Think about the closing argument our Mediator makes on our behalf. He doesn't tout our righteousness or innocence, but His. "Father," He will say. "Today, Jim Wilson stands before you. I will agree with you that he is a wicked sinner, deserving of hell, but I've come before the throne to plead his case on his behalf. Yes, he is a wicked sinner, but as you knew before the foundation of the world, he accepted me as his Savior and has surrendered his life to me to be his Lord. Therefore, not only should he receive for a full pardon for his sins, but he should recognized as your son and be treated as you treat me."

John 1:12 says, "But as many as received Him, to them He gave the right to become children of God, even to those who believe in His name," (NASB) Just as I know that Jesus will mediate for me, I also know that He will for you too, if you believe on His name. And you too can have the right to be called a child of God.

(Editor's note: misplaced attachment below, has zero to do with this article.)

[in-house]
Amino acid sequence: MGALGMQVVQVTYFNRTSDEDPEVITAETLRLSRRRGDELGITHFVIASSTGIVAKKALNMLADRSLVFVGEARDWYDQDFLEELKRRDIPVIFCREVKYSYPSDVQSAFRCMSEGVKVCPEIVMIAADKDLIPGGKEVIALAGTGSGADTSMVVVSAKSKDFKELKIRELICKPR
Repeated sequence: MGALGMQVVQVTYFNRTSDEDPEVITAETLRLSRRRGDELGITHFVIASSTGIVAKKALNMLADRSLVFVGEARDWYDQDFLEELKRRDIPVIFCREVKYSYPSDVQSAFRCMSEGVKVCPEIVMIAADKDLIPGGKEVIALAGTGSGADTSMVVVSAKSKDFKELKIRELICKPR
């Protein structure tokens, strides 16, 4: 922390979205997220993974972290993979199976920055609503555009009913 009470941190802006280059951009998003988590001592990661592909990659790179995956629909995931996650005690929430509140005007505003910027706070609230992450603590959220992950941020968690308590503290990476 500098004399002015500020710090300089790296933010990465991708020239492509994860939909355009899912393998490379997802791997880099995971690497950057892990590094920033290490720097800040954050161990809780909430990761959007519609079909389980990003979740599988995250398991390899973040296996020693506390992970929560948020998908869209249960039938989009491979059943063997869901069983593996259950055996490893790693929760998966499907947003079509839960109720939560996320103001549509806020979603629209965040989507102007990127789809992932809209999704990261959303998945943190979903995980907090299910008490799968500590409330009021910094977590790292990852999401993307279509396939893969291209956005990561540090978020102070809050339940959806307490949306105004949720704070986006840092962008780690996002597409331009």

Jesus will mediate for you, if you will only ask Him to. Won't you pray with me now? With a simple prayer, tell Him that you've sinned and that you're sorry for you sins. Ask Him to forgive you of your sins and to take them away from you. Tell Him you'll live the rest of your life for Him and that you'll serve Him until your dying day. Tell Him that you are willing to exchange your life for His death. Ask Him to save you.